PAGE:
The UK media frequently publish articles reporting on research that rates places on various criteria, with indices that can be structured into league tables. Such indices are frequently based on statistical procedures that over-simplify the differences between places, assuming that averaging data on a number of different criteria presents a valid representation of a general pattern. After a critique of such methods this paper suggests an alternative procedure and applies it to the data used for the recent production of a UK Prosperity Index. It shows that the geographies of the forty-three separate variables deployed in producing that index are more complex than can reasonably be assumed.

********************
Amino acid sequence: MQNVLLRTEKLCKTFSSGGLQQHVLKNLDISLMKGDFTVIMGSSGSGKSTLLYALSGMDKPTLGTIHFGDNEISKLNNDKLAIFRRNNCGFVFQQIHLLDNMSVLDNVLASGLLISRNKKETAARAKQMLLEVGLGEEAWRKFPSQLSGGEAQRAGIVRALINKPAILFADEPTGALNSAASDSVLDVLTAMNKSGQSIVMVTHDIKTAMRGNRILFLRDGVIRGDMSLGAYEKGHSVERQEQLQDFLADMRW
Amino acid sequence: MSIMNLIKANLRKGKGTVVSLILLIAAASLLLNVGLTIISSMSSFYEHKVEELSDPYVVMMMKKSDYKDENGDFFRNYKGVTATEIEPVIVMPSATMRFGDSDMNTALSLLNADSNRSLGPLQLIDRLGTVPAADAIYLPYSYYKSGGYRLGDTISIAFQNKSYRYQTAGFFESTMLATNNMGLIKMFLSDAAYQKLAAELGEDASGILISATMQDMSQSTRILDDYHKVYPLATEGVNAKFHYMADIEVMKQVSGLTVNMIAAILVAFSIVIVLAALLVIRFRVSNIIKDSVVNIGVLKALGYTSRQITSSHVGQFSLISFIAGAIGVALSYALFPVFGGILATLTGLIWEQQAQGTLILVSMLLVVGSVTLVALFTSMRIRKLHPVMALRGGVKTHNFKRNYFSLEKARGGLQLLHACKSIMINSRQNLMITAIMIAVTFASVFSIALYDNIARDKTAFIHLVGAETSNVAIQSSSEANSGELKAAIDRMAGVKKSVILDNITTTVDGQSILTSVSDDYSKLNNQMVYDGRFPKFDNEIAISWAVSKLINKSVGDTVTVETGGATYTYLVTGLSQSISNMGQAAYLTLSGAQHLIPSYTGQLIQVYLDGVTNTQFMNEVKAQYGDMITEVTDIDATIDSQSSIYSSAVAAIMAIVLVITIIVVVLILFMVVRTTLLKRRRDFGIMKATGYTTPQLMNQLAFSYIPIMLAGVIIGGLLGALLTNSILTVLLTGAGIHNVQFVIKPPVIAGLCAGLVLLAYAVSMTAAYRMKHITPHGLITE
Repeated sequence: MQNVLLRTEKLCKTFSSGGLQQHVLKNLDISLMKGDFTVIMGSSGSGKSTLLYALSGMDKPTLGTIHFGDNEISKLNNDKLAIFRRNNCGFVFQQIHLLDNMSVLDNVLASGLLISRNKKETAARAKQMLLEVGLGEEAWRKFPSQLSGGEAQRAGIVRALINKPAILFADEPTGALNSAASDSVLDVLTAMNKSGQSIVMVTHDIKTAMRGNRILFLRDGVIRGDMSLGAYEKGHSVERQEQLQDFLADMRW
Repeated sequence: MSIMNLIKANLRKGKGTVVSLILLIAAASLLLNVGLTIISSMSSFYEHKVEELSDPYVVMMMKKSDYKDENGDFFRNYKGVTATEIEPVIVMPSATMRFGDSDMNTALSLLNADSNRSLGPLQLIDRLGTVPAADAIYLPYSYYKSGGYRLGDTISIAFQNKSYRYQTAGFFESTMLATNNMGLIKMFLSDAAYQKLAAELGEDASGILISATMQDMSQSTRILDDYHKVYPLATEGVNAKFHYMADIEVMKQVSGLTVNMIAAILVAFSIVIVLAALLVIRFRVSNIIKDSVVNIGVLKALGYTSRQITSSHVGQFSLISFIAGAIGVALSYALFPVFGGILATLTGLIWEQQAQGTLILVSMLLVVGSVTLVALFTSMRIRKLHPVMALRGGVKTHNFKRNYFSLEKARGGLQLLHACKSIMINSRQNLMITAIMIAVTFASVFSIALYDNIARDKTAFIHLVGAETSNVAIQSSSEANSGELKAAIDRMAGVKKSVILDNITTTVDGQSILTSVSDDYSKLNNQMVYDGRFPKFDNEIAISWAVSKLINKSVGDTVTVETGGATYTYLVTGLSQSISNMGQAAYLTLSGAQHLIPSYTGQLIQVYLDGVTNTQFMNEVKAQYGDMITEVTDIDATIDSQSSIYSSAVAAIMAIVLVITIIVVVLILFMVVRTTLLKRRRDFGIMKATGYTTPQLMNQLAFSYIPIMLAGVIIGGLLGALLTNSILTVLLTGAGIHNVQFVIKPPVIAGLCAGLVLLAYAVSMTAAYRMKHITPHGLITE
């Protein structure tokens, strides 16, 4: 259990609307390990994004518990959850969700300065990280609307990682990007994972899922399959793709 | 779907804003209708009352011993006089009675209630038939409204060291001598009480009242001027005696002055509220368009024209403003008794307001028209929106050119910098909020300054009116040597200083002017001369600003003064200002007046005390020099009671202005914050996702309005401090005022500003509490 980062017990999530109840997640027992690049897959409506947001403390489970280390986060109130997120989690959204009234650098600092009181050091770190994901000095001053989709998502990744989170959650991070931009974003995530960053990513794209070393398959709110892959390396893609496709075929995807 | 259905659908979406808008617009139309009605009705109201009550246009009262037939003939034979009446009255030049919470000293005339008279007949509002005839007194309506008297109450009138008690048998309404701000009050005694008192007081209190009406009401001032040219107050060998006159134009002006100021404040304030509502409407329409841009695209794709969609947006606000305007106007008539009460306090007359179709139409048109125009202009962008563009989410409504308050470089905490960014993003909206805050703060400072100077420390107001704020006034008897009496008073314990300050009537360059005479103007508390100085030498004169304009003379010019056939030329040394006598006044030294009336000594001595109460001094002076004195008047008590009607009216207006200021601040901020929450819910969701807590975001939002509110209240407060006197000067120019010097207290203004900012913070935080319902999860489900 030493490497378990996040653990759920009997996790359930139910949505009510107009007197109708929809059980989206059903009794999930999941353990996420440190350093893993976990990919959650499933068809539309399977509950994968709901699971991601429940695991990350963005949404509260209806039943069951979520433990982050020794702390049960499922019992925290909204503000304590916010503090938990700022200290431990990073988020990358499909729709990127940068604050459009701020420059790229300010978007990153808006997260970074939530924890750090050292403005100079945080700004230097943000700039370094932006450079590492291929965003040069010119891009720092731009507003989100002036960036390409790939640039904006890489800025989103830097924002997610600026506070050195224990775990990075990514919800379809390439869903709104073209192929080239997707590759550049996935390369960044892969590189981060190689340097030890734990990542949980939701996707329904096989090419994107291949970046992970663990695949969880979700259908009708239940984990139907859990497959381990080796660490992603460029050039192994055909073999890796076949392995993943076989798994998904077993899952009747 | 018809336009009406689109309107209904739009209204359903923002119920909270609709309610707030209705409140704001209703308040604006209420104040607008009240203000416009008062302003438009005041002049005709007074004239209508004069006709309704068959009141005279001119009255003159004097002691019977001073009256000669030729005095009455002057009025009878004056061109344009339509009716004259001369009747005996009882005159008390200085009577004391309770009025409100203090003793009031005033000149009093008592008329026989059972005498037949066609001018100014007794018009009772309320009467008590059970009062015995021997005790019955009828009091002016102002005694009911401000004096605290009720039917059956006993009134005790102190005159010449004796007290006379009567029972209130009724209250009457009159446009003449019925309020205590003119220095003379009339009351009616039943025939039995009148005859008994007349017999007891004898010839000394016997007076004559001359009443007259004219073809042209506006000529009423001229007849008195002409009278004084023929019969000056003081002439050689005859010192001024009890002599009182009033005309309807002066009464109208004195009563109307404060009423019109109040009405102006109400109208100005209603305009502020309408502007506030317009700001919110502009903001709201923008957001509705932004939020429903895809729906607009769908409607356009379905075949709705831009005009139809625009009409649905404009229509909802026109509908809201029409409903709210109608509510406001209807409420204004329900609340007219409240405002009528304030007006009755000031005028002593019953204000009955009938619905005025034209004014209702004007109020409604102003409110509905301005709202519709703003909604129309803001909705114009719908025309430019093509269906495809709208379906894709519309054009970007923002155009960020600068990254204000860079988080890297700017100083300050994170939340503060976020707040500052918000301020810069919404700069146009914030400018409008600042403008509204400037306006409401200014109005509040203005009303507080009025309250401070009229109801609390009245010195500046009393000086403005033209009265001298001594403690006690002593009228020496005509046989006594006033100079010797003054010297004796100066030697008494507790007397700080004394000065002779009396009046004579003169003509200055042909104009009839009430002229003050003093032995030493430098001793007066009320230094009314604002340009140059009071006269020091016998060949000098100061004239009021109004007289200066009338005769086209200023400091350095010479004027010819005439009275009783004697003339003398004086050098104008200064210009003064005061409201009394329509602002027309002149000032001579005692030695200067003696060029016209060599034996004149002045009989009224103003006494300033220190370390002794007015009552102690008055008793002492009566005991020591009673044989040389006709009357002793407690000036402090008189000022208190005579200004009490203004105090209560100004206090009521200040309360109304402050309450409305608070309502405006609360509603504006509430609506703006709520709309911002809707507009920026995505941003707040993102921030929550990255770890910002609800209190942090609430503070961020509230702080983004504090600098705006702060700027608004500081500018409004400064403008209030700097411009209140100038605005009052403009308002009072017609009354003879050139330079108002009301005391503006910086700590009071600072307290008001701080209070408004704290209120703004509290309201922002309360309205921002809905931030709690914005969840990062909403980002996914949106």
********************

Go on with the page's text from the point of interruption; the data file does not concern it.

|Journal||International Journal of Market Research|
|Early online date||3 Apr 2017|
|Publication status||E-pub ahead of print - 3 Apr 2017|